I attended the Adaptive Path course in San Francisco last November. It got me thinking about ways that I could be a better design consultant. One thing that I was reminded of was the value in sharing our process with our clients whenever we can.
Too often we miss valuable opportunities to invite our clients into the design process. Maybe we skip this because we feel it can be risky to let clients see how we work. Maybe inviting the client feels like more of a distraction from precious work time
So, a coworker and I invited a client to help us look at interview data. We completed one-hour interviews with eight executives. We knew our notes were full of great quotes and comments from the client’s leadership team.
We summarized everything and put quotes on Post-It notes. We put them on the wall to make the data visual. Then, we asked the client project team to help us sort through the notes. Together, we grouped the notes based on themes.
I was reminded that sharing the process is a powerful way to reduce project risk.
1. More smart people = more ideas
Consultants should nurture good ideas, no matter where they come from. We want to come with as many insights as possible, especially at the beginning of a project. That’s the only way to get a wide perspective on the problems and challenges.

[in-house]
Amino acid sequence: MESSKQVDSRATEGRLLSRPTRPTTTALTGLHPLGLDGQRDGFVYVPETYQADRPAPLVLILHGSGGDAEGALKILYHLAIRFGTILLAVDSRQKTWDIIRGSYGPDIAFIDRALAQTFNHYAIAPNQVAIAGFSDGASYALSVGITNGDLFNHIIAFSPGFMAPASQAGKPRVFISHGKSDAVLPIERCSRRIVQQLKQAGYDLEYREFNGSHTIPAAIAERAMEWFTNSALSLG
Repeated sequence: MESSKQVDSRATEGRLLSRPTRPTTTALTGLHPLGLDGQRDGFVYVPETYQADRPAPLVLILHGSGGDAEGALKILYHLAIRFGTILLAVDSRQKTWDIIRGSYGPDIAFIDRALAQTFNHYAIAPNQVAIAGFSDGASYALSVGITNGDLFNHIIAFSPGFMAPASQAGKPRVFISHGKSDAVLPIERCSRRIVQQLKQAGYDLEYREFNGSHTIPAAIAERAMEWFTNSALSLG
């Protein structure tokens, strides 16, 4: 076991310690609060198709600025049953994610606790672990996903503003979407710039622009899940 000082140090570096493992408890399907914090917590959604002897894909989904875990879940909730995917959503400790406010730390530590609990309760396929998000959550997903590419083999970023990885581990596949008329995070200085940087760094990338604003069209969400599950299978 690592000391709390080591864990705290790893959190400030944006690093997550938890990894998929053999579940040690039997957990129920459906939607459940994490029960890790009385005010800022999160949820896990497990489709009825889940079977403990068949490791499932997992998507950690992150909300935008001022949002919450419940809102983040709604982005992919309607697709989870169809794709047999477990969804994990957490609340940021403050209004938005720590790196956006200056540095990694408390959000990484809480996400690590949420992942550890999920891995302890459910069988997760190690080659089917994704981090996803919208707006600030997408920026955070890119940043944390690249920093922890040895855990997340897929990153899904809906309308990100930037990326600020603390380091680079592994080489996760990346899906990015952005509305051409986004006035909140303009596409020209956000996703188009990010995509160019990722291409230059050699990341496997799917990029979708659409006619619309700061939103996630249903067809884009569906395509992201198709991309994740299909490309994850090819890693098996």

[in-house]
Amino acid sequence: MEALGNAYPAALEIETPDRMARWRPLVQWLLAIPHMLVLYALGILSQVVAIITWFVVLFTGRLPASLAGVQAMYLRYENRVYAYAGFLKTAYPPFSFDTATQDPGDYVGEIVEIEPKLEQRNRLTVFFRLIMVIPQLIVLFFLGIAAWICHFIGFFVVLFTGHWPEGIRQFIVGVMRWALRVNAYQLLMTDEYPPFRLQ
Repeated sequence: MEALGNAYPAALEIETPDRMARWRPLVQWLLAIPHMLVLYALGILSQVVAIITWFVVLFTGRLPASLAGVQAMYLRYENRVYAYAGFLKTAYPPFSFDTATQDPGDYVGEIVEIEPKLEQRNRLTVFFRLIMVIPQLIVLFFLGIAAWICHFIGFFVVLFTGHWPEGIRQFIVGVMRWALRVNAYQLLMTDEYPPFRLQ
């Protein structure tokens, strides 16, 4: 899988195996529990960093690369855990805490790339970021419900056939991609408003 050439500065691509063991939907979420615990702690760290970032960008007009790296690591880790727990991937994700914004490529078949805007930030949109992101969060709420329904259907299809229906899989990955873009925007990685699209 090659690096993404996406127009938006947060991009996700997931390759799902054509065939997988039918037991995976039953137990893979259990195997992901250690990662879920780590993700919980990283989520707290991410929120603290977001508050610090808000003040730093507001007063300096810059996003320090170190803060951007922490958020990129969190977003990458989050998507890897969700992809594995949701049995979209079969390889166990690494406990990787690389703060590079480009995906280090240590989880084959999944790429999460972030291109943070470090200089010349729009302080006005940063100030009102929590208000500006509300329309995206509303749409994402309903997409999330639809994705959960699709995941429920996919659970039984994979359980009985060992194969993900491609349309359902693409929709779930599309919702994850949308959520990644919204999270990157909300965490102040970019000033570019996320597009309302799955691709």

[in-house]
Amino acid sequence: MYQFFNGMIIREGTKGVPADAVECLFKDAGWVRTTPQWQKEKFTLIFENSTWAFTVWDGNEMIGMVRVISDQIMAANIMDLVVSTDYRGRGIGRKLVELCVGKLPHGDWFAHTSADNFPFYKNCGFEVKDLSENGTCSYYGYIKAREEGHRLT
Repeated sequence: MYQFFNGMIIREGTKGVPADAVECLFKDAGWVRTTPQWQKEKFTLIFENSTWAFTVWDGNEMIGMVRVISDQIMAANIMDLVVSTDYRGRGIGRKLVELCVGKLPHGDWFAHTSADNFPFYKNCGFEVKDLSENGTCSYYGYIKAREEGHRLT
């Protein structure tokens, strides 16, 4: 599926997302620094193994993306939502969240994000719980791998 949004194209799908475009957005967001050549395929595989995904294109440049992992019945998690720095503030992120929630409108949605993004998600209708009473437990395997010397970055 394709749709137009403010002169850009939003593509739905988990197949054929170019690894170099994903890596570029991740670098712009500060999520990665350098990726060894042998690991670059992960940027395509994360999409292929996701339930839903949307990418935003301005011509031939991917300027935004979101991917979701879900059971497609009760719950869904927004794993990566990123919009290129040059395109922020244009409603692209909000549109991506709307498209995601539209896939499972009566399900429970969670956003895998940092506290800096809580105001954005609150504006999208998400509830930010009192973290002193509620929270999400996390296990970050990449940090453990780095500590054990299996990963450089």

2. It’s kind to share
Sharing the design process with clients shows respect and builds trust. We never intentionally keep secrets from clients, but sometimes consultants can unintentionally create the perception the design process is a black box of creativity. It’s better to share what you’re up to whenever possible.
3. Surprises are risky
The earlier and more often we include clients in our process, the more we reduce everyone’s exposure to uncertainty. Clients trust us with work that is important to them. In a way, they’re giving up control to us. That’s why it’s good to invite clients into the process to learn our approach and lend perspective. Witnessing and creating outcomes reduces the chances of surprise. It also forges a sense of shared ownership, and that’s key to any long-lasting relationship.
4. Teach a friend to fish
It’s much more powerful to teach clients how we come up with design directions then to simply hand them our results. They become a champion for your work. They tell their own stories with genuine passion because they had a hand in the designs. Overall, inviting the client to participate makes collaboration more efficient and productive.
5. More think, less ink
The more you share processes with clients, the less you have to write about your methods in deliverable documents. Clients experienced the knowledge firsthand. They already get it. This enables designers to spend more time on the solution and less time writing on the processes or projected outcomes. Less time communicating benefits means more resources spent on creating great work.